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How to Manage Post-Viral Fatigue After COVID: The Importance of Pacing

COVID-19 has had many negative effects on people like raising anxiety and rates of isolation. For those who contracted the virus, its effects are not only felt while they are sick but sometimes, long after they are better. Reports have shown that some people who suffered from Covid-19 experience chronic fatigue post-sickness. This is described as constant tiredness that can limit an individual’s ability to function daily for at least six months [https://www.webmd.com].

At its worst, chronic fatigue brought on by Covid can be completely debilitating, hindering you from doing things that you love. That’s why it is important to learn how to pace yourself and adapt your lifestyle to your body’s current needs. Here are just a few ways you can do so to manage your post-viral fatigue:

Post-Viral Fatigue 1) – Get enough rest

Pacing is all about going slow and steady. Instead of jumping right back into your normal routine, you need to focusing on not tiring yourself out.  This way, you are not exhausting your body more than it already is because of the post-viral fatigue. Taking breaks between tasks so your body has a chance to recharge itself. It is also important to break up tasks into steps, rather than doing them all at once.

Carve out days in the week where you have no obligations.  Use the time to restore your energy to face the next coming days.

Make sure to also get the right amount of rest. Sleep is an important part of helping your body recuperate from being sick, so getting at least 7-8 hours can make a big difference. While ample amounts of rest won’t help you fight off Post-Viral fatigue entirely, it will help in getting your body’s energy back on track in the long run.  In addition, good sleep helps optimising your immune system [https://mdhealth.com.au].

Post-Viral Fatigue 2) – Ease your body back into work

An important step in managing your fatigue is by easing yourself back into your lifestyle. If you are a physically active person, don’t try high-intensity exercises as soon as you test negative. You will find you body may be overly fatigue and it will take longer to recover than normal.  Your will get there, but avoiding the boom-bust cycle is important.

Opting for something less tiring like walking or yoga initially is a start.  If you have chores around your house like cleaning, you can try fixing only one room a day to reduce feelings of exhaustion.  Increasing your activity level slowly is important, closely monitoring your fatigue the day after exercise.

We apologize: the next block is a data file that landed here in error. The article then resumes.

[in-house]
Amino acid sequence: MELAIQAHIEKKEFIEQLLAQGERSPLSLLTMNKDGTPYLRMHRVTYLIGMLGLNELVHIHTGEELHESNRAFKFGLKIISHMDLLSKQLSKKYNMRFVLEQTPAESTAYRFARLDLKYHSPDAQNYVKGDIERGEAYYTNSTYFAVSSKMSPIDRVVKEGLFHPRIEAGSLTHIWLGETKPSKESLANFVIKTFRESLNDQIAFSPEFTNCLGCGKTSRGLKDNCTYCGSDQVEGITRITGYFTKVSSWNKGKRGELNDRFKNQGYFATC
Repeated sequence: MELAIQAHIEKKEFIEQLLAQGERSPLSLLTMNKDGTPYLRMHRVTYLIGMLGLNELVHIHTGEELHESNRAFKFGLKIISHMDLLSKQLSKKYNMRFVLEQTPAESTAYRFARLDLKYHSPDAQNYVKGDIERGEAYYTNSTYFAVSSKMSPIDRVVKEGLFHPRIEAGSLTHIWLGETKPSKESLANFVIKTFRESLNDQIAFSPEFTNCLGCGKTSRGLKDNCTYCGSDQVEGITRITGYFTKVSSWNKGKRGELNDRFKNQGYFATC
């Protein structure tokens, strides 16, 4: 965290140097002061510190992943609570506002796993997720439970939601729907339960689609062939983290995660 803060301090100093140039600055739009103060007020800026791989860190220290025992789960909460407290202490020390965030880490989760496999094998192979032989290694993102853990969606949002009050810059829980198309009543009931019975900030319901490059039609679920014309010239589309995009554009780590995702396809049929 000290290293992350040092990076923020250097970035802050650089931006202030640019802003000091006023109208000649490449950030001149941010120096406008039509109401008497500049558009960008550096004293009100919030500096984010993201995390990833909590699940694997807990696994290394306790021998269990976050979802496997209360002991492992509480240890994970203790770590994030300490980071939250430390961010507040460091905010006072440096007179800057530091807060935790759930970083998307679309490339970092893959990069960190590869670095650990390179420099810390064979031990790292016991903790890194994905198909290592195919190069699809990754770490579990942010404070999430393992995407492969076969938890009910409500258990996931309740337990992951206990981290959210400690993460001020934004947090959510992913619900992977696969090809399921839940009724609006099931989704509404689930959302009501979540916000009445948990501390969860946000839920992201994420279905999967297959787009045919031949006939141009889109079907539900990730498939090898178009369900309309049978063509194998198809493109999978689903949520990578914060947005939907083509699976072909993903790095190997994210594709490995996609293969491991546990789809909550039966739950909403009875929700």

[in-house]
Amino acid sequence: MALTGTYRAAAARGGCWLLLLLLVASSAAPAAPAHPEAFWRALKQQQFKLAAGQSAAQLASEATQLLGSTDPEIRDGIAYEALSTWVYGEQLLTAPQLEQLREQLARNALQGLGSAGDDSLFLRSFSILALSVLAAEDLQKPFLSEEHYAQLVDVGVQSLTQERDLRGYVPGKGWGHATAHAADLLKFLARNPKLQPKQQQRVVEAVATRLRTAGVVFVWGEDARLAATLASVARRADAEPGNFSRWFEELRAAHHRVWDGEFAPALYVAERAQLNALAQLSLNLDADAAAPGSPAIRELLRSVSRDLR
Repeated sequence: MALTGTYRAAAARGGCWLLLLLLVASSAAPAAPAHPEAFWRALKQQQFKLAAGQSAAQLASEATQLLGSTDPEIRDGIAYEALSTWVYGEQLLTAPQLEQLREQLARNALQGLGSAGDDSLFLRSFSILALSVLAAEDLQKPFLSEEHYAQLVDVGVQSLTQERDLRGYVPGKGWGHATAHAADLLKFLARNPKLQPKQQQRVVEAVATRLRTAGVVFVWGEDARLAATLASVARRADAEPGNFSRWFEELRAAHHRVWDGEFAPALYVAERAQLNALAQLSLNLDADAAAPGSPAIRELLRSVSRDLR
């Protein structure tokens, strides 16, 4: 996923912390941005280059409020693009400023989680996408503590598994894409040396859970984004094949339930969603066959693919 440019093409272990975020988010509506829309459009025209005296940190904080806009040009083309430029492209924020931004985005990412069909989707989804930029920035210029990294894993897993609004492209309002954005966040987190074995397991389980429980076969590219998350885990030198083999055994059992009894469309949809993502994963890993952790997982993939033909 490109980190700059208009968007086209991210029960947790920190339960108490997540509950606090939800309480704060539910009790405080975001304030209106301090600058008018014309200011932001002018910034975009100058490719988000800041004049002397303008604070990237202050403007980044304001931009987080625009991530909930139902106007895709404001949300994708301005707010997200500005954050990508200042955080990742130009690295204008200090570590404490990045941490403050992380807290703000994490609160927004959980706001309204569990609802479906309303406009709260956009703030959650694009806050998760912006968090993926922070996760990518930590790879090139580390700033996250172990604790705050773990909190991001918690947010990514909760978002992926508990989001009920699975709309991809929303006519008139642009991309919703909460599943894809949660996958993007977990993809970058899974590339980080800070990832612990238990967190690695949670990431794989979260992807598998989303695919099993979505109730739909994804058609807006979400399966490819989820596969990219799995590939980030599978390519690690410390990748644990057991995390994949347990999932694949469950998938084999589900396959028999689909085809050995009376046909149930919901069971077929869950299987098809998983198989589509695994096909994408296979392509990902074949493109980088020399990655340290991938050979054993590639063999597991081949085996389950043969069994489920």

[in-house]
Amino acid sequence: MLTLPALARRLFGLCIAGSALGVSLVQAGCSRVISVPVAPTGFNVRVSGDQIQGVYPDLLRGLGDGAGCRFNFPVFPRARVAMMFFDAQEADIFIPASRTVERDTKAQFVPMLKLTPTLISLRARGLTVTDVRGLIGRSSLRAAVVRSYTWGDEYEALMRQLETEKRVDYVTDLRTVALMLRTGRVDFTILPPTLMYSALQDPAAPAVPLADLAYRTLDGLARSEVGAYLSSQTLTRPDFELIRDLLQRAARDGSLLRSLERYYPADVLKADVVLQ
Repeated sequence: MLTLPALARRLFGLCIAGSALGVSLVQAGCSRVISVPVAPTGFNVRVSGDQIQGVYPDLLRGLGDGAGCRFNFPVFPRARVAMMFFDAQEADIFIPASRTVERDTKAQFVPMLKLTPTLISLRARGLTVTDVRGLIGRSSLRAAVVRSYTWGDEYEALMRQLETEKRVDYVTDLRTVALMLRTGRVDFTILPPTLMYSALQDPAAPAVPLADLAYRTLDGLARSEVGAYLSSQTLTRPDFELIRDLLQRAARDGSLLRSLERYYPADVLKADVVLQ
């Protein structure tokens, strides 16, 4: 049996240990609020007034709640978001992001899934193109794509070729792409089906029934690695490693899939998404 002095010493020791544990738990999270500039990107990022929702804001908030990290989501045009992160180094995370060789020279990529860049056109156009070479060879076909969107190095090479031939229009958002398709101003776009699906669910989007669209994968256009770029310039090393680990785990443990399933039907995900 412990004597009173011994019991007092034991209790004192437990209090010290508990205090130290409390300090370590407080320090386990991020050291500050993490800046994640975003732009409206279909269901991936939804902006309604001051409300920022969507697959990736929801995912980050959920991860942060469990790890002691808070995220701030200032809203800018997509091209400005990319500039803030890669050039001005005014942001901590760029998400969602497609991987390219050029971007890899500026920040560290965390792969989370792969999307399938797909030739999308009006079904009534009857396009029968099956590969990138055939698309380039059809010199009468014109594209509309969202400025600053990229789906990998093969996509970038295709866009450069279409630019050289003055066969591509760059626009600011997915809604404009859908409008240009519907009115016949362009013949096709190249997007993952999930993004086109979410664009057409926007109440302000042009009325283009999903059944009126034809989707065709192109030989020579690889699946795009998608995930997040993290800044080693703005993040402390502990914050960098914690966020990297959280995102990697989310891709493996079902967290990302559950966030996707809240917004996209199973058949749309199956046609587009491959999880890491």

At work, create a space that is designed to keep you comfortable throughout a long day. Ergonomic chairs are a great way to maintain posture and reduce bodily aches that may contribute to fatigue. Seats like the Aeron Tilt Limiter and Steelcase Gesture are just a few that are built to support your body [https://www.painfreeworking.com]. Optimising your schedule and workspace will help you manage your fatigue better.

Post-Viral Fatigue 3) Be kinder to yourself

While resting is a big part of self-care, there are other ways people can keep themselves healthy. This includes being kinder to yourself [https://www.everydayhealth.com]. While you may have some negative self-talk because you are feeling inadequate, you also have to remember that this was brought on by an illness. It is not your fault you are feeling fatigued.

You shouldn’t pressure yourself to immediately be at your best condition. Showing some kindness to yourself will help improve your mindset and help take away unnecessary stress that may hinder your body from recovering. Allow yourself to do things at your own pace and don’t let people make you feel bad about it. Taking care of yourself should always be your priority, especially when dealing with illnesses like post-viral fatigue.

Dealing with the after-effects of Covid-19 can be difficult for everyone, but it is more so with those who have long Covid. Post-viral fatigue is just one of its negative long-term side effects but with pacing in the right mindset, it can be managed over time.

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